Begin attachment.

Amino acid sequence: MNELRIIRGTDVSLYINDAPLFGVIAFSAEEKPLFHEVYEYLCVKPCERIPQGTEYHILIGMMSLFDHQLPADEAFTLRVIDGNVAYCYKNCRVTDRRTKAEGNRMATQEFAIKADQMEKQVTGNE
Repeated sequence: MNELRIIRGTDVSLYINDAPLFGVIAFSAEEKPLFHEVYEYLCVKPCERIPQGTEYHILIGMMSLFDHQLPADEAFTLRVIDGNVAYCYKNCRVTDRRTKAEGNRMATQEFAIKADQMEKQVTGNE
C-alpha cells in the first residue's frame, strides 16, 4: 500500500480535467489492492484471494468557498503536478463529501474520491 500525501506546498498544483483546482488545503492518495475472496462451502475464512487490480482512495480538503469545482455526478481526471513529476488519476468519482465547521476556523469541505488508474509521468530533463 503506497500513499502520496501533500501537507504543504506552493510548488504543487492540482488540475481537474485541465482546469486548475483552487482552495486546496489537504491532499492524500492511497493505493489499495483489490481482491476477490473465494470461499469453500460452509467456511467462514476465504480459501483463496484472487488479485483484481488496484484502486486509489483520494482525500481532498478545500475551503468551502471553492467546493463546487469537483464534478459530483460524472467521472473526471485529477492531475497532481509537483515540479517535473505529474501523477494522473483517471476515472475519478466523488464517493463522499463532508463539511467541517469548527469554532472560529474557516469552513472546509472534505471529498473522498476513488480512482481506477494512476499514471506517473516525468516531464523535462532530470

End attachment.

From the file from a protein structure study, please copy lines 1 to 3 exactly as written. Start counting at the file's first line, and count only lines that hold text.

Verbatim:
Amino acid sequence: MNELRIIRGTDVSLYINDAPLFGVIAFSAEEKPLFHEVYEYLCVKPCERIPQGTEYHILIGMMSLFDHQLPADEAFTLRVIDGNVAYCYKNCRVTDRRTKAEGNRMATQEFAIKADQMEKQVTGNE
Repeated sequence: MNELRIIRGTDVSLYINDAPLFGVIAFSAEEKPLFHEVYEYLCVKPCERIPQGTEYHILIGMMSLFDHQLPADEAFTLRVIDGNVAYCYKNCRVTDRRTKAEGNRMATQEFAIKADQMEKQVTGNE
C-alpha cells in the first residue's frame, strides 16, 4: 500500500480535467489492492484471494468557498503536478463529501474520491 500525501506546498498544483483546482488545503492518495475472496462451502475464512487490480482512495480538503469545482455526478481526471513529476488519476468519482465547521476556523469541505488508474509521468530533463 503506497500513499502520496501533500501537507504543504506552493510548488504543487492540482488540475481537474485541465482546469486548475483552487482552495486546496489537504491532499492524500492511497493505493489499495483489490481482491476477490473465494470461499469453500460452509467456511467462514476465504480459501483463496484472487488479485483484481488496484484502486486509489483520494482525500481532498478545500475551503468551502471553492467546493463546487469537483464534478459530483460524472467521472473526471485529477492531475497532481509537483515540479517535473505529474501523477494522473483517471476515472475519478466523488464517493463522499463532508463539511467541517469548527469554532472560529474557516469552513472546509472534505471529498473522498476513488480512482481506477494512476499514471506517473516525468516531464523535462532530470